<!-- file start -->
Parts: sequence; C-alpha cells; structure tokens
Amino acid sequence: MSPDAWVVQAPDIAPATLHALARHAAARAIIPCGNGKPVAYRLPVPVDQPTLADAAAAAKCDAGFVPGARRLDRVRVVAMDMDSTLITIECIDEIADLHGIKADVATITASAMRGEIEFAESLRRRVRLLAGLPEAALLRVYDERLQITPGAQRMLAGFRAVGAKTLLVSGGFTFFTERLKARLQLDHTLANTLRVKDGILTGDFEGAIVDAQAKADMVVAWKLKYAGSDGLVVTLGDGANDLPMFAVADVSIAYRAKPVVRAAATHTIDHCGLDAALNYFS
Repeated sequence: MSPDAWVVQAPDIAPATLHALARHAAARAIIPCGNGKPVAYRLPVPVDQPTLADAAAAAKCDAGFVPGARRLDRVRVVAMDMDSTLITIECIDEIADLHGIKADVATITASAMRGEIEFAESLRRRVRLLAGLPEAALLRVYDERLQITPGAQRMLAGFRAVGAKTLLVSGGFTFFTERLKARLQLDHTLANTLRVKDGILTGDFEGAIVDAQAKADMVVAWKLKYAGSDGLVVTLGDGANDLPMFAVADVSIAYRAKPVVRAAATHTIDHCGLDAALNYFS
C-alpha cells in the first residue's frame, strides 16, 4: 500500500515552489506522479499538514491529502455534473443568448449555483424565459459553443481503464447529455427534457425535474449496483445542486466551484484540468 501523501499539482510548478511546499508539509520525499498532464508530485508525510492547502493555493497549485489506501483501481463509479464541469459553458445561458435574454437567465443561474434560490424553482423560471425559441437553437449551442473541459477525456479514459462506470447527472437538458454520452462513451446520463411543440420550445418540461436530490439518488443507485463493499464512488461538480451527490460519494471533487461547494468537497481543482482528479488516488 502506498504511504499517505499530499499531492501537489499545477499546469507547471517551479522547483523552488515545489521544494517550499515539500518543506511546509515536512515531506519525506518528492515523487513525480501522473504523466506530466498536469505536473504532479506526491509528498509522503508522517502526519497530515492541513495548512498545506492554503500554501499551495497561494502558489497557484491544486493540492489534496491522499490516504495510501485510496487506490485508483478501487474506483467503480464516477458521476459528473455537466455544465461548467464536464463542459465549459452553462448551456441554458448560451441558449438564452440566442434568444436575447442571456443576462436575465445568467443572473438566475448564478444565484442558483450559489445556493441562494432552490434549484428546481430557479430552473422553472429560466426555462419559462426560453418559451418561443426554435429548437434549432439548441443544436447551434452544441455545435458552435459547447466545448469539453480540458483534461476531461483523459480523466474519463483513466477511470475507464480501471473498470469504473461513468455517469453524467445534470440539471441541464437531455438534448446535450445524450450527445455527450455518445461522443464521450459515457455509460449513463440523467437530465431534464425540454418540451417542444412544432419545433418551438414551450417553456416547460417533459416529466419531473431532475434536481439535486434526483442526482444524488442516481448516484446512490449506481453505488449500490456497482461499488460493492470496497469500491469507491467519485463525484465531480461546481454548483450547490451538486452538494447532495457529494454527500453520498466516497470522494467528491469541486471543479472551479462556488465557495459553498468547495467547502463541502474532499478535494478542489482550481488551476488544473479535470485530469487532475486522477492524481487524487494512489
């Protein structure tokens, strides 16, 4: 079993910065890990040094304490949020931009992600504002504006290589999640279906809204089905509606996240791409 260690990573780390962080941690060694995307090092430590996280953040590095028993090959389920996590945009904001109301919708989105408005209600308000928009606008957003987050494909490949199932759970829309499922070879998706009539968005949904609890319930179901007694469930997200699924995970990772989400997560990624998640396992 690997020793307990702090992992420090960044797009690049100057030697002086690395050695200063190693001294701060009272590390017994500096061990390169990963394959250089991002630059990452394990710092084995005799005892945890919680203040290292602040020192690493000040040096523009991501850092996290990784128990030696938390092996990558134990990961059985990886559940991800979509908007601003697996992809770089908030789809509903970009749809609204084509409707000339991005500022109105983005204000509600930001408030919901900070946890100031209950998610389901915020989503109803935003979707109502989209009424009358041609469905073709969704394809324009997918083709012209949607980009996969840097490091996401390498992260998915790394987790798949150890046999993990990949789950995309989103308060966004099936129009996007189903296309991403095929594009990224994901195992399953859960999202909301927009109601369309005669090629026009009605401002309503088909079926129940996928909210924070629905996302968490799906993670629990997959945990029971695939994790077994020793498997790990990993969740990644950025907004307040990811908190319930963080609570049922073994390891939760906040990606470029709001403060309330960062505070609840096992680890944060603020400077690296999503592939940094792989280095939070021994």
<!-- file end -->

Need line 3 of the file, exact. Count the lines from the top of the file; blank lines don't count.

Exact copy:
Repeated sequence: MSPDAWVVQAPDIAPATLHALARHAAARAIIPCGNGKPVAYRLPVPVDQPTLADAAAAAKCDAGFVPGARRLDRVRVVAMDMDSTLITIECIDEIADLHGIKADVATITASAMRGEIEFAESLRRRVRLLAGLPEAALLRVYDERLQITPGAQRMLAGFRAVGAKTLLVSGGFTFFTERLKARLQLDHTLANTLRVKDGILTGDFEGAIVDAQAKADMVVAWKLKYAGSDGLVVTLGDGANDLPMFAVADVSIAYRAKPVVRAAATHTIDHCGLDAALNYFS